New Apprenticeship Future-Proofs UK Manufacturing Industry

Ensuring that the manufacturing industry is completely future-proofed is an essential and ongoing task that the government and leading companies from within the sector are constantly seeking to solve and refine. The government’s recent announcement that the Materials Science Technologist (Level 6) Degree Apprenticeship has been approved, after two years of development, has spread optimism within the industry that the UK is prepared for the future.

We take a closer look at exactly what the course entails, whilst also taking a wider look at the impact this course, and others, will have on the future of the manufacturing industry.

 Spring Manufacturing Facility ES

What Is Included in The New Apprenticeship?

The Materials Science Technologist Degree Apprenticeship provides a bachelor’s degree and extensive workplace experience, which allows all apprentices who have completed the course to easily transition into a fully-fledged job within the industry. Following the national programme’s approval by the Institute for Apprenticeships and Technical Education, this course is available to all students, universities and employers in the UK.

One of the major benefits this particular apprenticeship provides to employers is that it is completely customisable and can be amended to meet the needs of any manufacturing organisation. For example, students can work with almost any materials within a manufacturing setting, from metals to rubbers and composites – this makes it perfect for almost any manufacturing business to take on students for work placements.

Industry experts have already applauded the governments decision to back this new course, with many of them stating that it is the ideal opportunity for the industry to address the ever-growing skills gap within manufacturing. Industry bosses are hopeful that the course will allow students to undertake technical on-the-job training, allowing them to be more prepared for a career within the manufacturing and engineering industry.

At present, the course is being supported by Staffordshire University, Sheffield Hallam, Queen Mary University of London, the University of Birmingham and the University of Derby. However, the number of universities offering this course is expected to rise in the coming years due to the inevitable popularity of the course.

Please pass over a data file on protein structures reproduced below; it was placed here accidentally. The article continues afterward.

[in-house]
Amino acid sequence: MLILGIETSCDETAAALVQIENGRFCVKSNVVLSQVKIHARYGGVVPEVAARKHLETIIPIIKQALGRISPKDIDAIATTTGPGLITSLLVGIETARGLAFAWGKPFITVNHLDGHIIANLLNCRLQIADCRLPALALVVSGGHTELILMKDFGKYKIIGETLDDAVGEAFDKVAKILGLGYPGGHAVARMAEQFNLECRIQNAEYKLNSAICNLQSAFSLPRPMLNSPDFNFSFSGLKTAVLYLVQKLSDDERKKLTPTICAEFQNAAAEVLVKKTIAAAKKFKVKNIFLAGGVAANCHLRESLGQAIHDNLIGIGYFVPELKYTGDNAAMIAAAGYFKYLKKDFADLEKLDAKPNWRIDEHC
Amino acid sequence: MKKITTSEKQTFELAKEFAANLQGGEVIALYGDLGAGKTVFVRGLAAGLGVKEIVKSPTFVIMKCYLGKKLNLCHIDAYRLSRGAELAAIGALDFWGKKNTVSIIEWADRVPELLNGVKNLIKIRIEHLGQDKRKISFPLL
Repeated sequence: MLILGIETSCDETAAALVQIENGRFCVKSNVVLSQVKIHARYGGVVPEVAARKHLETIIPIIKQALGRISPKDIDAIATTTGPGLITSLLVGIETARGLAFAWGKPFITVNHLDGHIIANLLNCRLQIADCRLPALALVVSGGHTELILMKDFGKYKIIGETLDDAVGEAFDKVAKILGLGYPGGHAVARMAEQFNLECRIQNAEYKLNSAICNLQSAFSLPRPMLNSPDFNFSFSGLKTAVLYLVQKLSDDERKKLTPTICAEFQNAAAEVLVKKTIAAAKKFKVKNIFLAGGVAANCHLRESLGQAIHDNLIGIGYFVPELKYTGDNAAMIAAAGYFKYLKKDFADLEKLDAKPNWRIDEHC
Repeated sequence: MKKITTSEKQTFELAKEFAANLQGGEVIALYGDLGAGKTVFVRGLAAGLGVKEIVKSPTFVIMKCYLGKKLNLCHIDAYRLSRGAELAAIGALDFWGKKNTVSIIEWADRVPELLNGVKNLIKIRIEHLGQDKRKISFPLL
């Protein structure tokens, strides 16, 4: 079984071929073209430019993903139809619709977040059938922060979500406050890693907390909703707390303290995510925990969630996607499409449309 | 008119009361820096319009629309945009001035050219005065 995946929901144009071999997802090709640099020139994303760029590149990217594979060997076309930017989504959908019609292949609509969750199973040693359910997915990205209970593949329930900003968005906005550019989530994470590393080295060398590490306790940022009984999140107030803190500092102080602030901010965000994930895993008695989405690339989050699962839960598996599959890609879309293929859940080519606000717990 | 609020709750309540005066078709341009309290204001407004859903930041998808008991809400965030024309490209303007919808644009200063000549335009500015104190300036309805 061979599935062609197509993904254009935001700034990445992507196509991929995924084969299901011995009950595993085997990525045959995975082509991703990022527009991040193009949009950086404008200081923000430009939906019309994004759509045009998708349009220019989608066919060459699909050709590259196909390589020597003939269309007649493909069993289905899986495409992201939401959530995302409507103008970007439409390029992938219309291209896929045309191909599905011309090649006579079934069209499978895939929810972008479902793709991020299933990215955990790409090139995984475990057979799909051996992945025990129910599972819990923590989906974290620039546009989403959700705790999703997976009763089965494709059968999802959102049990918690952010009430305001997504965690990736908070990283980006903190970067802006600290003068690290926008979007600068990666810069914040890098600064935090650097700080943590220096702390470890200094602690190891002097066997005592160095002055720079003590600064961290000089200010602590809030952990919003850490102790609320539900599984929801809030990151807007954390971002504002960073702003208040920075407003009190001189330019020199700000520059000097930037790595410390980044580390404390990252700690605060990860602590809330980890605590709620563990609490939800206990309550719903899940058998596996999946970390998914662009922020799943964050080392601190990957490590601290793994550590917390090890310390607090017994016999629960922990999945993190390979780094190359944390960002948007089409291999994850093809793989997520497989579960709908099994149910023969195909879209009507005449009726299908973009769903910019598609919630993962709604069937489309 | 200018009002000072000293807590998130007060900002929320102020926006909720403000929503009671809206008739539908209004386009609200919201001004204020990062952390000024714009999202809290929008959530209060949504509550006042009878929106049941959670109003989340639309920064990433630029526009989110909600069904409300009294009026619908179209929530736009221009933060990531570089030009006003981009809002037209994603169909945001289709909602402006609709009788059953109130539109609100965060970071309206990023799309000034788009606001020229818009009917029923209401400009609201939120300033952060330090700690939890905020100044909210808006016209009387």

Employees working

Addressing The Skills Gap In the Manufacturing Industry

It’s no surprise that an apprenticeship such as this has been approved by the government, with cries from the sector about the lack of skilled workers exiting current university courses. There’s been no lack of coverage about the sheer lack of young skilled workers entering the manufacturing industry in the last few years; with more experienced and skilled workers coming towards retirement age recently, companies have struggled to replace those workers with young employees of a similar calibre.

The vast majority of manufacturing employers have made it clear that they were struggling to find young people coming through university with the necessary qualifications and skills that would enable them to fit into their business quickly and effectively. Whilst manufacturing bosses conceded there would be an inevitable bedding in period for any graduates coming directly from university, there was no evidence that some young workers were anywhere near ready for the fast-paced nature of the manufacturing industry.

The new course that has been introduced will give students a far more advanced look at manufacturing and the science of materials used throughout the sector. This will inevitably lead to the students going into the workplace with a far greater understanding of how materials can be best used in practice within a manufacturing setting. Beyond this, the course will place heavy emphasis on more problem solving and effective production techniques, two skills which are at the heart of any manufacturing business.

Engineering Apprentice

The hope is, that by best preparing young people on the course for working life within this new apprenticeship, the transferable skills they learn from within the course will help to alleviate some of the concerns manufacturing businesses have about the ever-growing skills gap within the industry. Whilst it’s fair to say that only time will tell if the new apprenticeship will have the desired effect, there is genuine optimism from those within the industry that this course could well be the start of a more effective form of apprenticeship within the industry.

At European Springs & Pressings, we understand just how important it is to consistently grow our young workforce, that’s why we have been taking on apprentices for a number of years now. Our position as one of the UK’s leading spring manufacturers allows us to take on a number of eager apprentices each year, as we look to close the skills gap within the industry by giving each of our young employees the very best education from within our business.

We will continue to refine our apprenticeship offering over the next few years, in line with new government initiatives, to continue providing the industry with capable, skilled young workers.

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